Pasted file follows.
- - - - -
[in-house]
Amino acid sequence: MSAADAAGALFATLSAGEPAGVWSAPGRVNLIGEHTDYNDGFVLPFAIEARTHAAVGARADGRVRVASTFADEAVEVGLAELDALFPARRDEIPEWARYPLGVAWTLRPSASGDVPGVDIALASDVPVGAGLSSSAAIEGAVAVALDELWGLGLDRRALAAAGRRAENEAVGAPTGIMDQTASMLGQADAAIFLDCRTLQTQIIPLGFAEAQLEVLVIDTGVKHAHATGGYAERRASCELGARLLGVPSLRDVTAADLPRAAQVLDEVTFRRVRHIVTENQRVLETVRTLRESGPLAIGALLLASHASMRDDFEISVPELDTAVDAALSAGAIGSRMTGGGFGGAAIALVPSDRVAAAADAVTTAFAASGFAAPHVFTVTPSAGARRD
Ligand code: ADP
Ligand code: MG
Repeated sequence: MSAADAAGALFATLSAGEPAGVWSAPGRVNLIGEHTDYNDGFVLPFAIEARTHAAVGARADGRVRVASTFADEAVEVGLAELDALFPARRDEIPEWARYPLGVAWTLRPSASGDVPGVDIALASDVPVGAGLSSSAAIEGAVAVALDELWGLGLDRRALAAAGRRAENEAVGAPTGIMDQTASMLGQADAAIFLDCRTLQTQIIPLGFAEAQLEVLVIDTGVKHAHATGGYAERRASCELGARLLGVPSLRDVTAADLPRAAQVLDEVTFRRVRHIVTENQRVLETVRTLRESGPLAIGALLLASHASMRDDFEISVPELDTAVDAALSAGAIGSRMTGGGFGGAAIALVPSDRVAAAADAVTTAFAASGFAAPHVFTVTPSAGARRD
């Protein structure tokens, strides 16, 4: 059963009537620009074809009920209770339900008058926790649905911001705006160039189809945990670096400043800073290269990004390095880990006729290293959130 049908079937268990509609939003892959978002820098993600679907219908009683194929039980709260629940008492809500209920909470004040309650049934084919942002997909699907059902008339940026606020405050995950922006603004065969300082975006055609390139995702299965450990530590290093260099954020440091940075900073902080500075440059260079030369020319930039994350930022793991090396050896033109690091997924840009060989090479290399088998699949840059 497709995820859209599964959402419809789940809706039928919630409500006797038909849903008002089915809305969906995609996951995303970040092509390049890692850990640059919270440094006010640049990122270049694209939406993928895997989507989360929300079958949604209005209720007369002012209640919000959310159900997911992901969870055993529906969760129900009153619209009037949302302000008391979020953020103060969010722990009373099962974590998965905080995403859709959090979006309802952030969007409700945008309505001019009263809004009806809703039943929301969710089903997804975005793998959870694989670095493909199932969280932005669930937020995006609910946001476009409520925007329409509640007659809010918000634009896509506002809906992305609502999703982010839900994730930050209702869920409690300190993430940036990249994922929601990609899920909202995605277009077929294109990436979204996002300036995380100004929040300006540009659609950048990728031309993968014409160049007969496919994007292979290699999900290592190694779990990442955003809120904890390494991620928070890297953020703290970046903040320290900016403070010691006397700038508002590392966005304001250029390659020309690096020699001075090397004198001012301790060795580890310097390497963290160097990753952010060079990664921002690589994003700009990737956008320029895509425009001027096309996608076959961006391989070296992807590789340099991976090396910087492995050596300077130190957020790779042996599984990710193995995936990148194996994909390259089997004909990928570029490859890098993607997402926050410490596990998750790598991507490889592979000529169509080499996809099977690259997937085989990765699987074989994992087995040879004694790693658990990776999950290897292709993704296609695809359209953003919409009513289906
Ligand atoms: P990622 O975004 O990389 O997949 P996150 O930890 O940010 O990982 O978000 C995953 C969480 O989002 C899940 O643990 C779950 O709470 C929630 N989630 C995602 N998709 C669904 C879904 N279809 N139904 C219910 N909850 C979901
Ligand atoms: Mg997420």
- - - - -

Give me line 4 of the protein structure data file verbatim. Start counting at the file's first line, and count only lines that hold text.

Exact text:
Ligand code: MG